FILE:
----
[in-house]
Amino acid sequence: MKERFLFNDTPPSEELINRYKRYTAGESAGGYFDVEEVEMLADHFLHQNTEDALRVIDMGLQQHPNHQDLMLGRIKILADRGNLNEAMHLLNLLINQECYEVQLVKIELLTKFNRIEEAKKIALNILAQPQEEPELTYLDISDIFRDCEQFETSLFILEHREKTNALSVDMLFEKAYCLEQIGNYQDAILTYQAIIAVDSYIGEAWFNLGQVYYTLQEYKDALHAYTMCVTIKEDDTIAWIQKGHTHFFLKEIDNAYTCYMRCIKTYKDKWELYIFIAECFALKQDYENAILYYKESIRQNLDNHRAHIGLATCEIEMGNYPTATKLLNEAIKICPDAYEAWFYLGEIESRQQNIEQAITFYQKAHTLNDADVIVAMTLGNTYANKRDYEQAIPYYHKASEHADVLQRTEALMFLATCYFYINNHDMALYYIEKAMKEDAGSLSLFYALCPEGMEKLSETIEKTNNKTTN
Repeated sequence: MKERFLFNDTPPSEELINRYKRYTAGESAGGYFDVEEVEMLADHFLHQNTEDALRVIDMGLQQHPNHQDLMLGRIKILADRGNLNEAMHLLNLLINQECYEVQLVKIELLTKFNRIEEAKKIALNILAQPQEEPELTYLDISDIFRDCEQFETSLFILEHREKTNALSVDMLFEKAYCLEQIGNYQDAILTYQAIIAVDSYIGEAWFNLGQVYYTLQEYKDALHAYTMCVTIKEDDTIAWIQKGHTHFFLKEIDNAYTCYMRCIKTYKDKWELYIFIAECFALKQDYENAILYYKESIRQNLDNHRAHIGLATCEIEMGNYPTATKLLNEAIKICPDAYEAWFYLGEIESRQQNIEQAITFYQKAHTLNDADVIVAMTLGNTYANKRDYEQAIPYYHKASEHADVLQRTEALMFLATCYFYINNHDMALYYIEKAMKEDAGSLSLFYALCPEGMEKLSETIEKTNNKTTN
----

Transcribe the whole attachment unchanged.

[in-house]
Amino acid sequence: MKERFLFNDTPPSEELINRYKRYTAGESAGGYFDVEEVEMLADHFLHQNTEDALRVIDMGLQQHPNHQDLMLGRIKILADRGNLNEAMHLLNLLINQECYEVQLVKIELLTKFNRIEEAKKIALNILAQPQEEPELTYLDISDIFRDCEQFETSLFILEHREKTNALSVDMLFEKAYCLEQIGNYQDAILTYQAIIAVDSYIGEAWFNLGQVYYTLQEYKDALHAYTMCVTIKEDDTIAWIQKGHTHFFLKEIDNAYTCYMRCIKTYKDKWELYIFIAECFALKQDYENAILYYKESIRQNLDNHRAHIGLATCEIEMGNYPTATKLLNEAIKICPDAYEAWFYLGEIESRQQNIEQAITFYQKAHTLNDADVIVAMTLGNTYANKRDYEQAIPYYHKASEHADVLQRTEALMFLATCYFYINNHDMALYYIEKAMKEDAGSLSLFYALCPEGMEKLSETIEKTNNKTTN
Repeated sequence: MKERFLFNDTPPSEELINRYKRYTAGESAGGYFDVEEVEMLADHFLHQNTEDALRVIDMGLQQHPNHQDLMLGRIKILADRGNLNEAMHLLNLLINQECYEVQLVKIELLTKFNRIEEAKKIALNILAQPQEEPELTYLDISDIFRDCEQFETSLFILEHREKTNALSVDMLFEKAYCLEQIGNYQDAILTYQAIIAVDSYIGEAWFNLGQVYYTLQEYKDALHAYTMCVTIKEDDTIAWIQKGHTHFFLKEIDNAYTCYMRCIKTYKDKWELYIFIAECFALKQDYENAILYYKESIRQNLDNHRAHIGLATCEIEMGNYPTATKLLNEAIKICPDAYEAWFYLGEIESRQQNIEQAITFYQKAHTLNDADVIVAMTLGNTYANKRDYEQAIPYYHKASEHADVLQRTEALMFLATCYFYINNHDMALYYIEKAMKEDAGSLSLFYALCPEGMEKLSETIEKTNNKTTN